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, 111 (12), 4461-5

Marine Fish May Be Biochemically Constrained From Inhabiting the Deepest Ocean Depths

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Marine Fish May Be Biochemically Constrained From Inhabiting the Deepest Ocean Depths

Paul H Yancey et al. Proc Natl Acad Sci U S A.

Abstract

No fish have been found in the deepest 25% of the ocean (8,400-11,000 m). This apparent absence has been attributed to hydrostatic pressure, although direct evidence is wanting because of the lack of deepest-living species to study. The common osmolyte trimethylamine N-oxide (TMAO) stabilizes proteins against pressure and increases with depth, going from 40 to 261 mmol/kg in teleost fishes from 0 to 4,850 m. TMAO accumulation with depth results in increasing internal osmolality (typically 350 mOsmol/kg in shallow species compared with seawater's 1,100 mOsmol/kg). Preliminary extrapolation of osmolalities of predicted isosmotic state at 8,000-8,500 m may indicate a possible physiological limit, as greater depths would require reversal of osmotic gradients and, thus, osmoregulatory systems. We tested this prediction by capturing five of the second-deepest known fish, the hadal snailfish (Notoliparis kermadecensis; Liparidae), from 7,000 m in the Kermadec Trench. We found their muscles to have a TMAO content of 386 ± 18 mmol/kg and osmolality of 991 ± 22 mOsmol/kg. These data fit previous extrapolations and, combined with new osmolalities from bathyal and abyssal fishes, predict isosmotic state at 8,200 m. This is previously unidentified evidence that biochemistry could constrain the depth of a large, complex taxonomic group.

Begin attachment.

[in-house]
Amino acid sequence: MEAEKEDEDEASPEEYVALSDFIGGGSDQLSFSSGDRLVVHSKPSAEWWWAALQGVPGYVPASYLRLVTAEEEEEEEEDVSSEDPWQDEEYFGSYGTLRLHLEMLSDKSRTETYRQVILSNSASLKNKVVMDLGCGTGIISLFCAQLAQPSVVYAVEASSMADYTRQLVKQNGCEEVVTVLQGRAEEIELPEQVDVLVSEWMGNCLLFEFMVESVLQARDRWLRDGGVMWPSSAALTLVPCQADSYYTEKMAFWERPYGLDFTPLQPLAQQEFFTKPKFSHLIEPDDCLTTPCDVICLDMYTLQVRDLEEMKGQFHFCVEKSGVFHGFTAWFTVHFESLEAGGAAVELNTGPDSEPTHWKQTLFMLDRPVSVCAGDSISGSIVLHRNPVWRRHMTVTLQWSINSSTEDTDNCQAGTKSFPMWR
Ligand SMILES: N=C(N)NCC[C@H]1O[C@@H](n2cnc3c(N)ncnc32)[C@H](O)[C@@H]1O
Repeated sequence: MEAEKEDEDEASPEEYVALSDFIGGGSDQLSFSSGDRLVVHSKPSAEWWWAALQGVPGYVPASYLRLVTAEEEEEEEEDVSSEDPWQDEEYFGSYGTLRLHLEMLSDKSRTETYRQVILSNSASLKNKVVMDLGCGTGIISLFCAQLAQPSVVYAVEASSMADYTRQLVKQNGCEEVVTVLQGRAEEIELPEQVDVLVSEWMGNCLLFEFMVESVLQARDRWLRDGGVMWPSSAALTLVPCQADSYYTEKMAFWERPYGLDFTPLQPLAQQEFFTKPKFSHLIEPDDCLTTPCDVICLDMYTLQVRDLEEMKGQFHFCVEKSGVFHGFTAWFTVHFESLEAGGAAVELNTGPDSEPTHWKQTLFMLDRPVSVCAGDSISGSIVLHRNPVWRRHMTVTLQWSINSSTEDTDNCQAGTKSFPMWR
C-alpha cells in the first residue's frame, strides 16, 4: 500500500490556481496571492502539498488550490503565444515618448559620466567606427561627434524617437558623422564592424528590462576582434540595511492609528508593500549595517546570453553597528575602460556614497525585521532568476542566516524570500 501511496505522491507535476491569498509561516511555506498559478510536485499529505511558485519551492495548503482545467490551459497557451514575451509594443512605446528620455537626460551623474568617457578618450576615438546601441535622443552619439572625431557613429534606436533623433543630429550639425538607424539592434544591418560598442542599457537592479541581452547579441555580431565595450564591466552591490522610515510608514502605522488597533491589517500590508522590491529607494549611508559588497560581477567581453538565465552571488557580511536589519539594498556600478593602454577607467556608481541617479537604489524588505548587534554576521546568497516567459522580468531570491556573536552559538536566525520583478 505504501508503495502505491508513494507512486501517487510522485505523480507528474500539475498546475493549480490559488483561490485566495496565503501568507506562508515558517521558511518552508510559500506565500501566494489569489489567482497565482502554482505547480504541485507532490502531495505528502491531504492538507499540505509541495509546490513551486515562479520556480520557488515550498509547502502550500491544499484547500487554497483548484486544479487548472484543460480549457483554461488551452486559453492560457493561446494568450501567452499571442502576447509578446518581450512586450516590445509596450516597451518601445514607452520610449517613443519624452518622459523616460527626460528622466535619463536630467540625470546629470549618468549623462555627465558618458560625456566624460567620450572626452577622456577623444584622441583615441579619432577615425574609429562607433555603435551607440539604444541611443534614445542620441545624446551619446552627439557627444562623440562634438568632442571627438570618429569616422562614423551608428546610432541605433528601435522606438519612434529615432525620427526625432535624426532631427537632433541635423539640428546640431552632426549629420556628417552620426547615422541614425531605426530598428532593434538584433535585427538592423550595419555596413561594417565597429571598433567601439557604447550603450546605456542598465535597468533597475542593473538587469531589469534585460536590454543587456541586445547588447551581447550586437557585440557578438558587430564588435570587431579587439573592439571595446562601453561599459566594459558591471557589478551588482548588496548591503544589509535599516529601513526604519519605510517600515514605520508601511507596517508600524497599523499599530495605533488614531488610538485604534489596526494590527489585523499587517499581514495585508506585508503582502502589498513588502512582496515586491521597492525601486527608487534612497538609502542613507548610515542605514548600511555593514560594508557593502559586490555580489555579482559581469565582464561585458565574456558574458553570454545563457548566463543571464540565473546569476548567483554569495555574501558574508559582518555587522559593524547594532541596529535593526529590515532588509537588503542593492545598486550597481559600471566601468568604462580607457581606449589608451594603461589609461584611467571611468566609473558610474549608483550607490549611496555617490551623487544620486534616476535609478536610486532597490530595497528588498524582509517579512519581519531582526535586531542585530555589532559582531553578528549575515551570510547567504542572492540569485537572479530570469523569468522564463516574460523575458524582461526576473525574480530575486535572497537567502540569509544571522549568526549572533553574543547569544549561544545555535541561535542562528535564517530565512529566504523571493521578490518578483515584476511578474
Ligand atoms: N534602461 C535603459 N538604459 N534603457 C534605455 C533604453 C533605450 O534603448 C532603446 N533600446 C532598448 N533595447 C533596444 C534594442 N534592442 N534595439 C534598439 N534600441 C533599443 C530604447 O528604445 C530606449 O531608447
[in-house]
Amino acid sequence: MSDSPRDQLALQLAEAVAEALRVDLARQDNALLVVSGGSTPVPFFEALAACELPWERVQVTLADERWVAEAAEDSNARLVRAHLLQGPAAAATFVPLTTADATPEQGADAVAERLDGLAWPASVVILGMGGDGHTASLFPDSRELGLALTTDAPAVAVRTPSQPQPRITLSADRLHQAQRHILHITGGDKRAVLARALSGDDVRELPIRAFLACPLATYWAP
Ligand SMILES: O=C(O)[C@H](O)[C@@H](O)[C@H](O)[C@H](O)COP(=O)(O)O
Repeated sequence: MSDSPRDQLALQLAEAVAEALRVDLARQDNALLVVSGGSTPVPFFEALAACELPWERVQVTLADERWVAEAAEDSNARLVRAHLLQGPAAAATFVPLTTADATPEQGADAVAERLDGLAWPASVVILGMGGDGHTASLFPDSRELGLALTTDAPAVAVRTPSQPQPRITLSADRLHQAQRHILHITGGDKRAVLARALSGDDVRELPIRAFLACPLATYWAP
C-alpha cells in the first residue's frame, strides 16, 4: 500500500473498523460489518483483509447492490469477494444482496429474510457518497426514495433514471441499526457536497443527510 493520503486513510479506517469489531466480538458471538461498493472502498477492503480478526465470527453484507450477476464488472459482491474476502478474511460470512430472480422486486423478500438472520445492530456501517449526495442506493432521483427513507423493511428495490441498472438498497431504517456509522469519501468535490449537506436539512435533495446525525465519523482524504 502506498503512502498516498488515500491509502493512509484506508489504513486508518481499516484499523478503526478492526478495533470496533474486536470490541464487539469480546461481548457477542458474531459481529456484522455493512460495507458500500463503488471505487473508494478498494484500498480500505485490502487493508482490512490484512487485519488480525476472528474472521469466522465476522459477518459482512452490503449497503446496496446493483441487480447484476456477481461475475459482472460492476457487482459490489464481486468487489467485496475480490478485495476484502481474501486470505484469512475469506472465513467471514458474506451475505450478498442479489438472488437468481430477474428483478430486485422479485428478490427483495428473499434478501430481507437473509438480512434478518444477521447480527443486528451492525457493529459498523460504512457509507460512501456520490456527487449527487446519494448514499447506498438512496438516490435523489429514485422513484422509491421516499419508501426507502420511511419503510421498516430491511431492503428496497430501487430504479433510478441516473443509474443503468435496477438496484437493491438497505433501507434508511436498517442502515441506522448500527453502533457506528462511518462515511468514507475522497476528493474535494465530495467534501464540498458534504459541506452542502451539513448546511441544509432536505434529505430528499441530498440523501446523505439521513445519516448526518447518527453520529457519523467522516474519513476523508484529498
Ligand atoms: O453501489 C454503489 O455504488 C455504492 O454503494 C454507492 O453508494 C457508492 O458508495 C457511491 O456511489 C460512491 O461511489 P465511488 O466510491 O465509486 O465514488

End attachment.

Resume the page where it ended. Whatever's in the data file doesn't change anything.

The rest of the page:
Keywords: chemical chaperone; deep-sea; osmoregulation; piezolyte.

Conflict of interest statement

The authors declare no conflict of interest.

Figures

Fig. 1.
Fig. 1.
The hadal snailfish N. kermadecensis (25). The image shows the snailfish alive at 7,199 m, photographed by baited camera close to the site where the samples were retrieved in this study (8). N. kermadecensis is endemic to the Kermadec Trench off New Zealand and occupies a very narrow depth band of 6,472 (24) to 7,561 m (8). The samples recovered for this study represent the second time this fish has ever been captured (the first time in 59 y) and represents the second deepest fish ever seen alive (7).
Fig. 2.
Fig. 2.
Muscle TMAO contents (mmol/kg wet mass) vs depth of capture for teleosts. Circles, with standard deviation bars, are published data (11, 13, 16, 17), with a linear fit (black line) from 900–4,850 m. Solid red squares without standard deviation bars are new data (n = 1 each) for a snailfish C. melanurus (793 m), four eelpout, and two grenadier species. The solid red square with standard deviation bars is the hadal snailfish N. kermadecensis from 7,000 m (n = 5), with a new linear fit (the red line) for all new and old data for 900–7,000 m. *C. armatus (abyssal grenadier) at four depths (note that the specimen at 4,850 m was from the northeast Atlantic, whereas the others were from the northeastern Pacific).
Fig. 3.
Fig. 3.
Osmolalities (mOsmol/kg) of muscle fluid vs depth of capture for teleosts. Circles (n = 1 each; for the two osmolalities with standard deviation bars, n = 3) are new data for Monterey Bay fish: eelpouts, grenadiers, a morid, and a snailfish C. melanurus († at 793 m). A linear fit (the solid black line) extrapolates to isosmotic state at 8,450 m (dotted vertical black line). The red square with standard deviation bars is the hadal snailfish N. kermadecensis from 7,000 m (n = 5), included in a new linear fit (the solid red line) extrapolating to isosmotic state at about 8,200 m (dotted vertical red line). *A. microlepis (finescale mora) at three depths.

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